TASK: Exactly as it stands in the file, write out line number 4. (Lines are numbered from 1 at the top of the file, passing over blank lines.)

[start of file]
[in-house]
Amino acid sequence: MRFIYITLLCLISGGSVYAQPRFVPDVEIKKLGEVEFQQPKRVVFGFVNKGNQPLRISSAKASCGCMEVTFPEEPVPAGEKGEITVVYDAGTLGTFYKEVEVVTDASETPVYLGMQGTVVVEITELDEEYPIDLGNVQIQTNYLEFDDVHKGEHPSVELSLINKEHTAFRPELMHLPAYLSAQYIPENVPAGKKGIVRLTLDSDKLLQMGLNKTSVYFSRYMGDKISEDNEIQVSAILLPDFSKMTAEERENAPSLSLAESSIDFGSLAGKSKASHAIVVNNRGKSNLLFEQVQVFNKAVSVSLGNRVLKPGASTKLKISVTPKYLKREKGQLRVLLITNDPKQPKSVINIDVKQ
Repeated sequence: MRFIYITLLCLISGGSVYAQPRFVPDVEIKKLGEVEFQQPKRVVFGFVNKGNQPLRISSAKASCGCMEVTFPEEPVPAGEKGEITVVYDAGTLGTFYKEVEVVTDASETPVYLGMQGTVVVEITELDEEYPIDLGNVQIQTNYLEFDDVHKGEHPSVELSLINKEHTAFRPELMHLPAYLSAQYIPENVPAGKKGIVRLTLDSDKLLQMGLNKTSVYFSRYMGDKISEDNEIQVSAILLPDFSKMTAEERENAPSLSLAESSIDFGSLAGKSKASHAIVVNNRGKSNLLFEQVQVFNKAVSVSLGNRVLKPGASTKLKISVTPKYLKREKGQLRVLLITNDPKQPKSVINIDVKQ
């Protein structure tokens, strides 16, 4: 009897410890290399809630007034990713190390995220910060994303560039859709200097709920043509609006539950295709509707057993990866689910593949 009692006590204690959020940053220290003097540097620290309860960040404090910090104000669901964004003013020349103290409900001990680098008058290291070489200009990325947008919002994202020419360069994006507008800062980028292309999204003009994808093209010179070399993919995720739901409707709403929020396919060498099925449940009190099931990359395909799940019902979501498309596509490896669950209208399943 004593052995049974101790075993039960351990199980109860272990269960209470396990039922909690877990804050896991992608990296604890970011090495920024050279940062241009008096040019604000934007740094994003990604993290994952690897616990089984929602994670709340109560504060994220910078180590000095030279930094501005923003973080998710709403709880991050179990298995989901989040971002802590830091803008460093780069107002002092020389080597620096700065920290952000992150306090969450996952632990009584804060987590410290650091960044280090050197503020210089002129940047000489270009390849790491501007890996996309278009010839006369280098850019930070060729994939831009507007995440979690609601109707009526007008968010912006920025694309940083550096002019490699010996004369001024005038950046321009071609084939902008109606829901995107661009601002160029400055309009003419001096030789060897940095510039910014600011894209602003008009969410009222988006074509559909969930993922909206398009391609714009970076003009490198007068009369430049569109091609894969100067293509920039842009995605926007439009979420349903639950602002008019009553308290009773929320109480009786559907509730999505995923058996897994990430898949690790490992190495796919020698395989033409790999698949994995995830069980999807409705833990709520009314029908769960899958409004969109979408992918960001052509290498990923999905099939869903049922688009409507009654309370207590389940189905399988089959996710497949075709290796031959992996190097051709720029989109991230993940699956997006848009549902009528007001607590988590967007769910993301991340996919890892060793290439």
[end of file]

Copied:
């Protein structure tokens, strides 16, 4: 009897410890290399809630007034990713190390995220910060994303560039859709200097709920043509609006539950295709509707057993990866689910593949 009692006590204690959020940053220290003097540097620290309860960040404090910090104000669901964004003013020349103290409900001990680098008058290291070489200009990325947008919002994202020419360069994006507008800062980028292309999204003009994808093209010179070399993919995720739901409707709403929020396919060498099925449940009190099931990359395909799940019902979501498309596509490896669950209208399943 004593052995049974101790075993039960351990199980109860272990269960209470396990039922909690877990804050896991992608990296604890970011090495920024050279940062241009008096040019604000934007740094994003990604993290994952690897616990089984929602994670709340109560504060994220910078180590000095030279930094501005923003973080998710709403709880991050179990298995989901989040971002802590830091803008460093780069107002002092020389080597620096700065920290952000992150306090969450996952632990009584804060987590410290650091960044280090050197503020210089002129940047000489270009390849790491501007890996996309278009010839006369280098850019930070060729994939831009507007995440979690609601109707009526007008968010912006920025694309940083550096002019490699010996004369001024005038950046321009071609084939902008109606829901995107661009601002160029400055309009003419001096030789060897940095510039910014600011894209602003008009969410009222988006074509559909969930993922909206398009391609714009970076003009490198007068009369430049569109091609894969100067293509920039842009995605926007439009979420349903639950602002008019009553308290009773929320109480009786559907509730999505995923058996897994990430898949690790490992190495796919020698395989033409790999698949994995995830069980999807409705833990709520009314029908769960899958409004969109979408992918960001052509290498990923999905099939869903049922688009409507009654309370207590389940189905399988089959996710497949075709290796031959992996190097051709720029989109991230993940699956997006848009549902009528007001607590988590967007769910993301991340996919890892060793290439």